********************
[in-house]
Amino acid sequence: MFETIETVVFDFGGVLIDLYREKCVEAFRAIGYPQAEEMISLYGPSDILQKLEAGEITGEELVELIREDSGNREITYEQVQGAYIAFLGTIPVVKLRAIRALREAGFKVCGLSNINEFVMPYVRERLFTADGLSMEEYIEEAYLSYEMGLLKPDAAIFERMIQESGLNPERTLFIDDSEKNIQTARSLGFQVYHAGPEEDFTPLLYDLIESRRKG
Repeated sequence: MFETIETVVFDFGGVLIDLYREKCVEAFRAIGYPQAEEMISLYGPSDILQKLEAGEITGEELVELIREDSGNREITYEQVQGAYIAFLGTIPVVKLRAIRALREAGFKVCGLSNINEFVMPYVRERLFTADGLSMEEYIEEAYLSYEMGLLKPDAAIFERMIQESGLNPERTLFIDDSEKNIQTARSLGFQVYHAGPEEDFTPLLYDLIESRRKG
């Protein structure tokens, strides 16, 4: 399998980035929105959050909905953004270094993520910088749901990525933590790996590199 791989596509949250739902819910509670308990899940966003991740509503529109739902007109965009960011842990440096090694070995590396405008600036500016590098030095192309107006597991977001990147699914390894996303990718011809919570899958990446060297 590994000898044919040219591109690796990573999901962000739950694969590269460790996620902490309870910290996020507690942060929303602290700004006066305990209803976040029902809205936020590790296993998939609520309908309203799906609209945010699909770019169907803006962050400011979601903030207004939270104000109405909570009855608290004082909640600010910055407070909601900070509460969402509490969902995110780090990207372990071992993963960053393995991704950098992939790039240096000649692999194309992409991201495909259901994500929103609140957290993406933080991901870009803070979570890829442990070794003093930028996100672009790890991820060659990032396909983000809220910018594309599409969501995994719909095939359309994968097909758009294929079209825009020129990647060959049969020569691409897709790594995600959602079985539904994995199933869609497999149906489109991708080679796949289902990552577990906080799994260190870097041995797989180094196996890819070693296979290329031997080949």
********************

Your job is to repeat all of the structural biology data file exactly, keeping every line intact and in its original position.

[in-house]
Amino acid sequence: MFETIETVVFDFGGVLIDLYREKCVEAFRAIGYPQAEEMISLYGPSDILQKLEAGEITGEELVELIREDSGNREITYEQVQGAYIAFLGTIPVVKLRAIRALREAGFKVCGLSNINEFVMPYVRERLFTADGLSMEEYIEEAYLSYEMGLLKPDAAIFERMIQESGLNPERTLFIDDSEKNIQTARSLGFQVYHAGPEEDFTPLLYDLIESRRKG
Repeated sequence: MFETIETVVFDFGGVLIDLYREKCVEAFRAIGYPQAEEMISLYGPSDILQKLEAGEITGEELVELIREDSGNREITYEQVQGAYIAFLGTIPVVKLRAIRALREAGFKVCGLSNINEFVMPYVRERLFTADGLSMEEYIEEAYLSYEMGLLKPDAAIFERMIQESGLNPERTLFIDDSEKNIQTARSLGFQVYHAGPEEDFTPLLYDLIESRRKG
């Protein structure tokens, strides 16, 4: 399998980035929105959050909905953004270094993520910088749901990525933590790996590199 791989596509949250739902819910509670308990899940966003991740509503529109739902007109965009960011842990440096090694070995590396405008600036500016590098030095192309107006597991977001990147699914390894996303990718011809919570899958990446060297 590994000898044919040219591109690796990573999901962000739950694969590269460790996620902490309870910290996020507690942060929303602290700004006066305990209803976040029902809205936020590790296993998939609520309908309203799906609209945010699909770019169907803006962050400011979601903030207004939270104000109405909570009855608290004082909640600010910055407070909601900070509460969402509490969902995110780090990207372990071992993963960053393995991704950098992939790039240096000649692999194309992409991201495909259901994500929103609140957290993406933080991901870009803070979570890829442990070794003093930028996100672009790890991820060659990032396909983000809220910018594309599409969501995994719909095939359309994968097909758009294929079209825009020129990647060959049969020569691409897709790594995600959602079985539904994995199933869609497999149906489109991708080679796949289902990552577990906080799994260190870097041995797989180094196996890819070693296979290329031997080949």